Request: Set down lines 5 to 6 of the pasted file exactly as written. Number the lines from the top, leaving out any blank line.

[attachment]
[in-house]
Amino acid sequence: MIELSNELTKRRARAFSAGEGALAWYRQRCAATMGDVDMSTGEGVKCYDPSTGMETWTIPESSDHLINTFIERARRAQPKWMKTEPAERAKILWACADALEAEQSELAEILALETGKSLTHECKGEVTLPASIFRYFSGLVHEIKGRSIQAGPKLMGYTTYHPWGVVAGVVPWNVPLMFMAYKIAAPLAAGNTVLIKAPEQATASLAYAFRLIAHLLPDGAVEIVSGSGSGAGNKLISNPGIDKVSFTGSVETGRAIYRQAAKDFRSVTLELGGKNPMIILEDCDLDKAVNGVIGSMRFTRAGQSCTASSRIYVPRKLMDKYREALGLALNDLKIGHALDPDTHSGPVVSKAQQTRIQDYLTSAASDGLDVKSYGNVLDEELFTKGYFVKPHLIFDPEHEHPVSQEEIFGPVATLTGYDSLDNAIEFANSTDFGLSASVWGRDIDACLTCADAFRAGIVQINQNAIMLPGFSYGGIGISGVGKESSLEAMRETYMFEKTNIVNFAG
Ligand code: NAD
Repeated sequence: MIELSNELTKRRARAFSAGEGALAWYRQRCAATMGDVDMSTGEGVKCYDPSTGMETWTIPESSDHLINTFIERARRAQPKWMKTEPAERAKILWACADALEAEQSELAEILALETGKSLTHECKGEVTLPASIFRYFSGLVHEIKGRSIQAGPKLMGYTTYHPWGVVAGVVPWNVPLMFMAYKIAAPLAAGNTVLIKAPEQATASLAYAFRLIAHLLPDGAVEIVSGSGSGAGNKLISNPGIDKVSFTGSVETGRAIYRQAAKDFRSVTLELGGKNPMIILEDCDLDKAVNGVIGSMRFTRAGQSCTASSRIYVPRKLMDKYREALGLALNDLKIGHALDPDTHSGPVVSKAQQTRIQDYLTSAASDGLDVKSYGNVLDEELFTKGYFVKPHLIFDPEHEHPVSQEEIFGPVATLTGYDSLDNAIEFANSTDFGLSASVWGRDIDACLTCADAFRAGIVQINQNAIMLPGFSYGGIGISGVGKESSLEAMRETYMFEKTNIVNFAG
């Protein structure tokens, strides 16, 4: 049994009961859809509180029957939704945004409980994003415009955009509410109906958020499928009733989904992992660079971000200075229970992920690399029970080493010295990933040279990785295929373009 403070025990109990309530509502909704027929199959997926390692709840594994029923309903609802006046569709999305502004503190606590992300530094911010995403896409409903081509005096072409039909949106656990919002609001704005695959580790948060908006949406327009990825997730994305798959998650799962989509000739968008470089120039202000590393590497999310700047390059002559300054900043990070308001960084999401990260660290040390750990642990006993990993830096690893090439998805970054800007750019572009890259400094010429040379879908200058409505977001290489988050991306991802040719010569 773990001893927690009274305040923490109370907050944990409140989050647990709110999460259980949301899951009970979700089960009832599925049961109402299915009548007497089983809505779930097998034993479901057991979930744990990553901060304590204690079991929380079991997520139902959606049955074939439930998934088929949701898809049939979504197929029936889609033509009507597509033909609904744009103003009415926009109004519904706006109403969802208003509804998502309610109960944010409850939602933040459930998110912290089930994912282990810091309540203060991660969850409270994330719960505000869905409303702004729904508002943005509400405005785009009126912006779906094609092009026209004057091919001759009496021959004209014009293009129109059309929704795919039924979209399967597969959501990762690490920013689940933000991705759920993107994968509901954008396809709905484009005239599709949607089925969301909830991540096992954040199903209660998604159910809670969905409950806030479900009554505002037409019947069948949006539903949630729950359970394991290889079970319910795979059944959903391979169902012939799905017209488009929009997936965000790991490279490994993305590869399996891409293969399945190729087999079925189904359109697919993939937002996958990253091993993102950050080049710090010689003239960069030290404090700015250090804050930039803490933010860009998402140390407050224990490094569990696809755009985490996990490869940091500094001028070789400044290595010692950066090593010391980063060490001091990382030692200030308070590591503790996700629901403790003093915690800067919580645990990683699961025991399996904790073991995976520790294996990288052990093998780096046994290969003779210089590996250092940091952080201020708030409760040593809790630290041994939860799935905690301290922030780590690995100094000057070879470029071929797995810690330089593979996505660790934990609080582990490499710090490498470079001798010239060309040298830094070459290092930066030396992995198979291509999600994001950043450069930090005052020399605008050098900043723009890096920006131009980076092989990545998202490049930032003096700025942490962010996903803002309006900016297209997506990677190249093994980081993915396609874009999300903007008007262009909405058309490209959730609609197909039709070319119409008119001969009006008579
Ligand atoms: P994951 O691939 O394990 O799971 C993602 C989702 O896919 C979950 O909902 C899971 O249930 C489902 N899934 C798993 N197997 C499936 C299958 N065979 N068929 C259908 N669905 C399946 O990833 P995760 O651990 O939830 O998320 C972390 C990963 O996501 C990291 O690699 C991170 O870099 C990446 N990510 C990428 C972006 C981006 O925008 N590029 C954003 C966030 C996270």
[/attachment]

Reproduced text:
């Protein structure tokens, strides 16, 4: 049994009961859809509180029957939704945004409980994003415009955009509410109906958020499928009733989904992992660079971000200075229970992920690399029970080493010295990933040279990785295929373009 403070025990109990309530509502909704027929199959997926390692709840594994029923309903609802006046569709999305502004503190606590992300530094911010995403896409409903081509005096072409039909949106656990919002609001704005695959580790948060908006949406327009990825997730994305798959998650799962989509000739968008470089120039202000590393590497999310700047390059002559300054900043990070308001960084999401990260660290040390750990642990006993990993830096690893090439998805970054800007750019572009890259400094010429040379879908200058409505977001290489988050991306991802040719010569 773990001893927690009274305040923490109370907050944990409140989050647990709110999460259980949301899951009970979700089960009832599925049961109402299915009548007497089983809505779930097998034993479901057991979930744990990553901060304590204690079991929380079991997520139902959606049955074939439930998934088929949701898809049939979504197929029936889609033509009507597509033909609904744009103003009415926009109004519904706006109403969802208003509804998502309610109960944010409850939602933040459930998110912290089930994912282990810091309540203060991660969850409270994330719960505000869905409303702004729904508002943005509400405005785009009126912006779906094609092009026209004057091919001759009496021959004209014009293009129109059309929704795919039924979209399967597969959501990762690490920013689940933000991705759920993107994968509901954008396809709905484009005239599709949607089925969301909830991540096992954040199903209660998604159910809670969905409950806030479900009554505002037409019947069948949006539903949630729950359970394991290889079970319910795979059944959903391979169902012939799905017209488009929009997936965000790991490279490994993305590869399996891409293969399945190729087999079925189904359109697919993939937002996958990253091993993102950050080049710090010689003239960069030290404090700015250090804050930039803490933010860009998402140390407050224990490094569990696809755009985490996990490869940091500094001028070789400044290595010692950066090593010391980063060490001091990382030692200030308070590591503790996700629901403790003093915690800067919580645990990683699961025991399996904790073991995976520790294996990288052990093998780096046994290969003779210089590996250092940091952080201020708030409760040593809790630290041994939860799935905690301290922030780590690995100094000057070879470029071929797995810690330089593979996505660790934990609080582990490499710090490498470079001798010239060309040298830094070459290092930066030396992995198979291509999600994001950043450069930090005052020399605008050098900043723009890096920006131009980076092989990545998202490049930032003096700025942490962010996903803002309006900016297209997506990677190249093994980081993915396609874009999300903007008007262009909405058309490209959730609609197909039709070319119409008119001969009006008579
Ligand atoms: P994951 O691939 O394990 O799971 C993602 C989702 O896919 C979950 O909902 C899971 O249930 C489902 N899934 C798993 N197997 C499936 C299958 N065979 N068929 C259908 N669905 C399946 O990833 P995760 O651990 O939830 O998320 C972390 C990963 O996501 C990291 O690699 C991170 O870099 C990446 N990510 C990428 C972006 C981006 O925008 N590029 C954003 C966030 C996270």